Members of forums and Q&A sites often have their own blogs – many of which could be good prospects for guest blogging.
Target the most active members of any given community as they’ll be the most receptive and also are the most likely to promote any content you end up writing with them. In the process of doing your outreach, you might also build reciprocal relationships by asking if you can help them by sharing their content.
7. About us pages
Brands often devote a page of their website to identify staff members working in the company with biographies and social profiles. These pages send brand signals to the community that there’s a team working behind the company and this would make people more attracted to the brand (as they can see how these team members interact/engage with their customers).
If you’re targeting a particular blog or have written there in the past,further extend your list of guest blog prospects by checking the about us page to identify individual team members who run their own blogs.
It’s much easier to reach out to another team member if you already have a relationship with the site. Don’t forget to include that in your outreach email.
8. Branded mentions
If you know at least one targeted site that would be perfect for a guest post, widen your prospects with this simple search gold mine that focuses on uncovering other blogs where that blog has been mentioned.
For instance, let’s say you’re blogging in the weight loss niche and you’ve got your eye on Annabel of Feed Me I’m Cranky.
By using the query “link:feedmeimcranky.com -site:feedmeimcranky.com”, you can see tons of pages that link to her blog.
By using the query “feed me I’m cranky” -site:feedmeimcranky.com”, you can see tons of pages that mention her blog.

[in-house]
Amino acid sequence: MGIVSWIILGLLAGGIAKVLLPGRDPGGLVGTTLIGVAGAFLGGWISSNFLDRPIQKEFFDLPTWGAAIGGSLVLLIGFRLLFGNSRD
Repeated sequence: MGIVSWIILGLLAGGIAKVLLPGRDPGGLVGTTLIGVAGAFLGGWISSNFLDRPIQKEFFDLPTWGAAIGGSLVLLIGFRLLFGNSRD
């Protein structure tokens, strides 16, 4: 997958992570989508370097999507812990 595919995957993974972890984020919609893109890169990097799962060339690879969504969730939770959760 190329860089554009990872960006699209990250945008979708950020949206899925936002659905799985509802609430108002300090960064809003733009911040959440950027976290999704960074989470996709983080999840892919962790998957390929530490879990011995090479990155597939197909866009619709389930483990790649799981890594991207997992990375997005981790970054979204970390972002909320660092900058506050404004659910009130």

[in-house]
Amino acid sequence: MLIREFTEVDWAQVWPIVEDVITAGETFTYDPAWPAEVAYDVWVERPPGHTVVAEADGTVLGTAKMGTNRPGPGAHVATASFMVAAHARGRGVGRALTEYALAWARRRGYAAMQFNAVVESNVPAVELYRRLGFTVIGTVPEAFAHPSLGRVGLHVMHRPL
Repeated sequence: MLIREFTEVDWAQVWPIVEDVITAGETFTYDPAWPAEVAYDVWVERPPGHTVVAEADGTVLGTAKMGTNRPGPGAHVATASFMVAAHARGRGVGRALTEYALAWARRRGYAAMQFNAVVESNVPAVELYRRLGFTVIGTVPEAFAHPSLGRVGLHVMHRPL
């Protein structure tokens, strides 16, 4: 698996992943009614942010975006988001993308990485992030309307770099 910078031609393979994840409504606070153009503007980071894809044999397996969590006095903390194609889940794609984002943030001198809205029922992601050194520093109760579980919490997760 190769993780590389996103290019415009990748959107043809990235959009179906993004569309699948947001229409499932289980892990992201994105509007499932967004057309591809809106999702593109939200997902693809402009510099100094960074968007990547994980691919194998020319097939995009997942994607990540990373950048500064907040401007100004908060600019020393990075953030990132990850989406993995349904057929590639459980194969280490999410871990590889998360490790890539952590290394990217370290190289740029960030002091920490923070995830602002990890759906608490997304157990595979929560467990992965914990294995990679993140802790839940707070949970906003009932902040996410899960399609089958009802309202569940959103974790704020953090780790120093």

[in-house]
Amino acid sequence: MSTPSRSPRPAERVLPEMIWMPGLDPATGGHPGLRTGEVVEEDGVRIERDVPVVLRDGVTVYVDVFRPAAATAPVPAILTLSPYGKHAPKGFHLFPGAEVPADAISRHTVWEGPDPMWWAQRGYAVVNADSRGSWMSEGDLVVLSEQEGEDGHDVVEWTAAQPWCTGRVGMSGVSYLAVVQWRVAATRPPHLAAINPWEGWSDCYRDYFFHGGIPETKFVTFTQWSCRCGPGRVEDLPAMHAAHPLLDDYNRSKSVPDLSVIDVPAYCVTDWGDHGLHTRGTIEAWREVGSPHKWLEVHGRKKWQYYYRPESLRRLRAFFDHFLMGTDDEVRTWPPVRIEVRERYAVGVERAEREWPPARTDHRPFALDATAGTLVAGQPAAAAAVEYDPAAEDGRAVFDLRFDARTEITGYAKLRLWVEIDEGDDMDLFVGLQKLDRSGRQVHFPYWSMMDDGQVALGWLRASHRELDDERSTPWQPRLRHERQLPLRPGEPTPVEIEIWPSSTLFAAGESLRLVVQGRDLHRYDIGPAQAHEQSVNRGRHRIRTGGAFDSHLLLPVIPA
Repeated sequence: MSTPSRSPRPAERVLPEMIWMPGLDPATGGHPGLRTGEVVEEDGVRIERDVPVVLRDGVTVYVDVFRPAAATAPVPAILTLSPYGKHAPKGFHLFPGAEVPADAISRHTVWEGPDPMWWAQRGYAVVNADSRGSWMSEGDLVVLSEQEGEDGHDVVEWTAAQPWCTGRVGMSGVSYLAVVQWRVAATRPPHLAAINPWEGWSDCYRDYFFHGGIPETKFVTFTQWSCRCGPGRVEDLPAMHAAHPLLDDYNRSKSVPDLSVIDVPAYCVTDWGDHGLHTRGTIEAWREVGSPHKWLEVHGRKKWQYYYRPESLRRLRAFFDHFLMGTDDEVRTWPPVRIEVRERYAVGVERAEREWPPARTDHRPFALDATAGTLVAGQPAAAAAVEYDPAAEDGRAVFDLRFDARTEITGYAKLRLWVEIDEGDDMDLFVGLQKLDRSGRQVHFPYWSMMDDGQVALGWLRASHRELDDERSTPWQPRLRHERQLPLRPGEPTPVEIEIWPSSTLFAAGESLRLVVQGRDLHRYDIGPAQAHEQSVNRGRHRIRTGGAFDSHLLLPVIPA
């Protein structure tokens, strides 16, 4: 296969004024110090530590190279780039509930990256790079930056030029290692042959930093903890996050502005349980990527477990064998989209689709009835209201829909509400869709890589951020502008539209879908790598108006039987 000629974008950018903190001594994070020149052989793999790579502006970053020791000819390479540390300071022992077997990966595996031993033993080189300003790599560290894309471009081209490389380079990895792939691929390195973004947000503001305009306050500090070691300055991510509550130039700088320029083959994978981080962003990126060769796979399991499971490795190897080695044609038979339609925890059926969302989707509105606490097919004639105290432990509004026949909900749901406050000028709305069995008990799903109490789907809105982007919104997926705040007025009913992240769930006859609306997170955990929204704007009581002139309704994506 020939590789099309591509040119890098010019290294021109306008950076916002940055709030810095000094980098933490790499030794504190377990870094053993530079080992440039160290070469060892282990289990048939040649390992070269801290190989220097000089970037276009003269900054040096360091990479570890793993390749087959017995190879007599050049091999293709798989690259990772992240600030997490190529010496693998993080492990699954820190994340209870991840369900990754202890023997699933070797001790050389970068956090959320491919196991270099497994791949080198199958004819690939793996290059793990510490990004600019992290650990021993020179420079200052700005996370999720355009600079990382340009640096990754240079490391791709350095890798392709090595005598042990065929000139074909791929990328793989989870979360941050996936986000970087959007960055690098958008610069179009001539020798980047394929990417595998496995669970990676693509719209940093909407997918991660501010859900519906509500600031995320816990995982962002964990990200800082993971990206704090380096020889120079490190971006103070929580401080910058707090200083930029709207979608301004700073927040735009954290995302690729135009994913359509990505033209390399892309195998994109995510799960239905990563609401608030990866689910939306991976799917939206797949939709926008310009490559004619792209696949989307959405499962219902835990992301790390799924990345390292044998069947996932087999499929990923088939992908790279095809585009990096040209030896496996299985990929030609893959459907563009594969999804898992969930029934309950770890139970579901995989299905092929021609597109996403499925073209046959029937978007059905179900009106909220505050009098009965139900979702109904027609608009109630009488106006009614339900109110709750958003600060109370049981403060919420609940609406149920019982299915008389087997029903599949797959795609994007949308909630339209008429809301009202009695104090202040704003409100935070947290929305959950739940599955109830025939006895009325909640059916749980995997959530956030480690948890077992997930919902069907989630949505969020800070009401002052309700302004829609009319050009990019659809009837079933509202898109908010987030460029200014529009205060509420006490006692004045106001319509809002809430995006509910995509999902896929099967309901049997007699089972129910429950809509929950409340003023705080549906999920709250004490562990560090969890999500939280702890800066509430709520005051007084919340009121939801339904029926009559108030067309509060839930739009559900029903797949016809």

Raven customers can set up a search for mentions of a key brand or phrase in Social Monitor, or even check for links to a specific site.
You’ll see lots of different types of results with this search – interviews, guest posts, reviews, list posts, etc. Then it’s up to you to identify the best opportunities for guest blogging.
9. Twitter lists
One of the best prospecting tools for link building and guest blogging is also one of the most overlooked: Twitter. This social platform allows people to create lists on all types of topics – including their favorite bloggers on nearly every subject. Not a bad place to search for guest blogging prospects.
Use this query to make your search easier: inurl:/list site:Twitter.com + “your industry” OR “your keyword”
When you find a list that’s in line with your interests, check through it to find members who have blog names or links in their Twitter bio. Visit promising websites to see if they’re a good match for your guest blogging goals.
For some additional insights, my friend Adam Enfroy put together an amazingly thorough guide to guest blogging that breaks down every step in detail. I highly suggest you read as soon as you finish up here.
10. Bonus gold mine: Site Finder
Now that we’ve gone over nine free guest post prospecting gold mines, it’s time for one last tool. This one isn’t free – it’s part of Raven Tools’ 30-plus-features toolkit.
Site Finder recommends links for your link-building campaigns by reverse-engineering the ranking results for any keyword to identify the best linking opportunities.
Put in a keyword or key phrase:
And Site Finder will diagnose the best links for ranking URLs.
See a prospect you like? Add target links to Raven’s Link Manager with a single click.
These days, guest blog posts have to be better than ever to be worth their while. To keep your focus on what’s most important – creating the highest quality content possible – use these resources to make finding guest blogging opportunities a little easier.